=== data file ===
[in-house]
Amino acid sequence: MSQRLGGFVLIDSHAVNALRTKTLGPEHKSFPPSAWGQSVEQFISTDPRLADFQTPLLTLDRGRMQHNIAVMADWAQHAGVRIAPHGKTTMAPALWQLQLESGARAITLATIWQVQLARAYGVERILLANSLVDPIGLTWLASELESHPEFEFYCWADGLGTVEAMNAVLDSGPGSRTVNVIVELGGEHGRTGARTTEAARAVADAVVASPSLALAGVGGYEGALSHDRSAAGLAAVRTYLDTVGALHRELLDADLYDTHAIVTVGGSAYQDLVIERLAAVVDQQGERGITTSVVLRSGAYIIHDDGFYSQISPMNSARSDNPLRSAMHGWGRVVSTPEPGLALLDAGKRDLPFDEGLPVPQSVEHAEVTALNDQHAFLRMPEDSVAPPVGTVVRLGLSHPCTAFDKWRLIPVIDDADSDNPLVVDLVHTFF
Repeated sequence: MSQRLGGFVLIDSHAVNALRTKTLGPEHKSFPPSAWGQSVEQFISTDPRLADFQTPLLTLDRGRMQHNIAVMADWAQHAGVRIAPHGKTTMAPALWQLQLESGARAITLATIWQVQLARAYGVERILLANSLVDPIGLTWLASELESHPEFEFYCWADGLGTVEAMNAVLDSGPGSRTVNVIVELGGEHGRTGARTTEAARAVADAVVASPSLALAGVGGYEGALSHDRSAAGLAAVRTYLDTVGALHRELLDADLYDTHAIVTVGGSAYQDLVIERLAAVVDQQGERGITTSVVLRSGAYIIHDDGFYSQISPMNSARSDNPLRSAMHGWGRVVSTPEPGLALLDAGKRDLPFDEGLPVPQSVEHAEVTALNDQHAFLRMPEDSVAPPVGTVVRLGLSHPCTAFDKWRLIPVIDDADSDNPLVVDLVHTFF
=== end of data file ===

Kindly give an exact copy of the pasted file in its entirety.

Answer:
[in-house]
Amino acid sequence: MSQRLGGFVLIDSHAVNALRTKTLGPEHKSFPPSAWGQSVEQFISTDPRLADFQTPLLTLDRGRMQHNIAVMADWAQHAGVRIAPHGKTTMAPALWQLQLESGARAITLATIWQVQLARAYGVERILLANSLVDPIGLTWLASELESHPEFEFYCWADGLGTVEAMNAVLDSGPGSRTVNVIVELGGEHGRTGARTTEAARAVADAVVASPSLALAGVGGYEGALSHDRSAAGLAAVRTYLDTVGALHRELLDADLYDTHAIVTVGGSAYQDLVIERLAAVVDQQGERGITTSVVLRSGAYIIHDDGFYSQISPMNSARSDNPLRSAMHGWGRVVSTPEPGLALLDAGKRDLPFDEGLPVPQSVEHAEVTALNDQHAFLRMPEDSVAPPVGTVVRLGLSHPCTAFDKWRLIPVIDDADSDNPLVVDLVHTFF
Repeated sequence: MSQRLGGFVLIDSHAVNALRTKTLGPEHKSFPPSAWGQSVEQFISTDPRLADFQTPLLTLDRGRMQHNIAVMADWAQHAGVRIAPHGKTTMAPALWQLQLESGARAITLATIWQVQLARAYGVERILLANSLVDPIGLTWLASELESHPEFEFYCWADGLGTVEAMNAVLDSGPGSRTVNVIVELGGEHGRTGARTTEAARAVADAVVASPSLALAGVGGYEGALSHDRSAAGLAAVRTYLDTVGALHRELLDADLYDTHAIVTVGGSAYQDLVIERLAAVVDQQGERGITTSVVLRSGAYIIHDDGFYSQISPMNSARSDNPLRSAMHGWGRVVSTPEPGLALLDAGKRDLPFDEGLPVPQSVEHAEVTALNDQHAFLRMPEDSVAPPVGTVVRLGLSHPCTAFDKWRLIPVIDDADSDNPLVVDLVHTFF